0.724

Calcaneal width (mm)

   

 Preop

39.8 ± 2.6

39.1 ± 2.5

0.251

 Immediately Postop

34.7 ± 2.2

33.0 ± 1.8

< 0.001

 Final follow-up

35.3 ± 2.4

33.4 ± 1.9

< 0.001

Calcaneal height (mm)

   

 Preop

31.4 ± 4.2

30.9 ± 3.6

0.603

 Immediately Postop

40.3 ± 5.4

40.6 ± 4.6

0.722

 Final follow-up

38.7 ± 2.7

39.3 ± 3.1

0.318

Calcaneal length (mm)

   

 Preop.

63.5 ± 2.1

63.2 ± 2.8

0.543

 Immediately Postop

67.9 ± 4.3

69.1 ± 2.7

0.157

 Final follow-up

66.9 ± 3.9

68.2 ± 2.6

0.059

The mean time from surgery to partial weight-bearing was comparable between the PR+CSC group and the MISTA group (6.2 weeks vs 6.0 weeks; p < 0.05). At the last follow-up, posttraumatic subtalar arthritis was observed in two patients in the PR+CSC group and one patient in the MISTA group as shown by radiographs.

Discussion

The optimal management of displaced intra-articular calcaneal fractures remains controversial [1]. An increasing number of studies have shown a trend toward better functional outcomes in the operatively managed groups than those treated non-operatively [18, 19]. However, the high concern about wound-related complications with the extensile lateral L-shaped approach has troubled many orthopedic surgeons [7]. The complication rate after surgical treatment has been reported to range from 11 to 25 % [47, 20, 21]. As one of the most widely applied minimally invasive techniques, the sinus tarsi approach has the advantage of direct visualization of the posterior articular facet and fewer wound-related complications [11, 12, 15]. In order to minimize the wound-related complications and explore the optimal treatment for DIACFs, in 2006, we introduced percutaneous reduction, cannulated screw fixation and CSC grafting for treatment of DIACFs. We reported the first clinical data using this technique to treat 90 patients with 90 DIACFs in an article published in 2011 [16]. We found that, compared with ORIF, this minimally invasive technique allowed earlier weight bearing, reduced subtalar joint stiffness, and improved patient satisfaction. To further optimize the minimally invasive percutaneous technique in the treatment of DIACFs, in this study, we aimed to compare the functional outcomes, radiographic results and the postoperative wound-related complications between the minimally invasive percutaneous fixation and the minimally invasive sinus tarsi approach.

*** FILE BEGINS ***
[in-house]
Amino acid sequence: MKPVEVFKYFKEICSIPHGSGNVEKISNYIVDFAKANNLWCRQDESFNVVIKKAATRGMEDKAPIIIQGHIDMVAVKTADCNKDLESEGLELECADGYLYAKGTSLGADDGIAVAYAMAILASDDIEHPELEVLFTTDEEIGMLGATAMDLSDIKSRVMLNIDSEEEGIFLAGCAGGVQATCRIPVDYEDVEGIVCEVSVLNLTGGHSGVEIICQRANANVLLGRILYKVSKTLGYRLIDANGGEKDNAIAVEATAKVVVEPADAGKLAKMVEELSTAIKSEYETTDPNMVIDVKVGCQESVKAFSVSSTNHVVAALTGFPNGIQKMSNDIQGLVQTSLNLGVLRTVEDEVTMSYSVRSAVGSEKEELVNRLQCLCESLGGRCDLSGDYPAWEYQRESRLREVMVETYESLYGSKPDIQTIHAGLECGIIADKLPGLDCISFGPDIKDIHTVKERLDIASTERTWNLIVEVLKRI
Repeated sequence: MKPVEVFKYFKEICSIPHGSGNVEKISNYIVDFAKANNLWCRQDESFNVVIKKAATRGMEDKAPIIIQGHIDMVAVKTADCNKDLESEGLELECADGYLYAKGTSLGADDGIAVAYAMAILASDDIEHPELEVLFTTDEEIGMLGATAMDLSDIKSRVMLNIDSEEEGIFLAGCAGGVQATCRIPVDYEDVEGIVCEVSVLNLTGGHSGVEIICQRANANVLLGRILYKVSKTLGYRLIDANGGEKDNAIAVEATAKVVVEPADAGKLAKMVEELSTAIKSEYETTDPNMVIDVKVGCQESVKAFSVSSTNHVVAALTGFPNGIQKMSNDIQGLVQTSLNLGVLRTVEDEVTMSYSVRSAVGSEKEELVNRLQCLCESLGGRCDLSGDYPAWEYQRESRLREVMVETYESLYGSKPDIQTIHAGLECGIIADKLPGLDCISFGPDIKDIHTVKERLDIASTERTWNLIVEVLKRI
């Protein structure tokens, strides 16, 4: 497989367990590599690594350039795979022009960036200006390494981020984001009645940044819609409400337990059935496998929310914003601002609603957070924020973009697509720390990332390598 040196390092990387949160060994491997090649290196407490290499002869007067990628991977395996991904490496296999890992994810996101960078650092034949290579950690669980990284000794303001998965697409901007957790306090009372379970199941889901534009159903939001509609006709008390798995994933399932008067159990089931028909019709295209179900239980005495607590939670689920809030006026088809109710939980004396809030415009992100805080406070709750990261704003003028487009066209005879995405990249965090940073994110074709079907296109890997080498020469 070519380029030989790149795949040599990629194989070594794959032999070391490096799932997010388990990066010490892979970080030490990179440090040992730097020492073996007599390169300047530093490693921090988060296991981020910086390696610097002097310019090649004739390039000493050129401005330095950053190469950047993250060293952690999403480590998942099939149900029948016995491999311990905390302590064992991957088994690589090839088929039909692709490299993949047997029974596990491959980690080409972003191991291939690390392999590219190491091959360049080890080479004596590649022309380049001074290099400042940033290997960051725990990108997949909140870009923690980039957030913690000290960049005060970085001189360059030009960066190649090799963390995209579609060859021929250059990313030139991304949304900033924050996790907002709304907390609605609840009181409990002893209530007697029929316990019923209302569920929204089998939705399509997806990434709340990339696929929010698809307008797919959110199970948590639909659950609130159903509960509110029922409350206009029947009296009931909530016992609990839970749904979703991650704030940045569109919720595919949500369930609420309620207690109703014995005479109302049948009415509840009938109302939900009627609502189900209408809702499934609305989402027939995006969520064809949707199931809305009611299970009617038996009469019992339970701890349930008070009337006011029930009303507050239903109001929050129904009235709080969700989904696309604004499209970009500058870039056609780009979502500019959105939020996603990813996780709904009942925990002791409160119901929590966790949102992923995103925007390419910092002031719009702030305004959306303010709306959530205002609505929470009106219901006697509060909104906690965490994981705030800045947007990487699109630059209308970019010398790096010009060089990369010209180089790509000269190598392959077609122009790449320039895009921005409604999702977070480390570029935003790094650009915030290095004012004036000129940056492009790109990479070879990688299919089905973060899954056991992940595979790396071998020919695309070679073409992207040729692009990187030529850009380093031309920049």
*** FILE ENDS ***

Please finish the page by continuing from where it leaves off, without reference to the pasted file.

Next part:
The assessment of functional outcomes in our study revealed an overall good to excellent rate of 81.0 % in the PR+CSC group compared with 89.5 % in the MISTA group. The mean AOFAS score was 84.6 in the PR+CSC group, which was higher than that 82.5 in the MISTA group. However, both differences were not statistically significant. There was also no significant difference between the two groups in terms of the good to excellent rate for Sanders Type-II fractures. Wang YM et al. reported percutaneous reduction and Steinman pin fixation minimized complications and achieved functional outcomes comparable to those of the open techniques in patients with Sanders Type-II calcaneal fractures [22]. For Sanders Type-III fractures, however, the MISTA group could achieve better functional outcomes than the PR+CSC group. For this reason, we believed that the minimally invasive sinus tarsi approach was superior to the percutaneous cannulated screw fixation in acquiring a better articular surface reduction, especially for Sanders Type-III fractures. Thus different functional outcomes may be attributed to different qualities of articular reduction. Consistently, Mulcahy et al. also suggessted that a minor residual step-off of the posterior facet could cause a significant load shift within the subtalar joint [23], which might have an adverse effect on functional outcome [24, 25]. Therefore, using the percutaneous reduction and cannulated screw fixation to treat comminuted calcaneal fractures may carry a risk of inadequate reduction of the articular surface.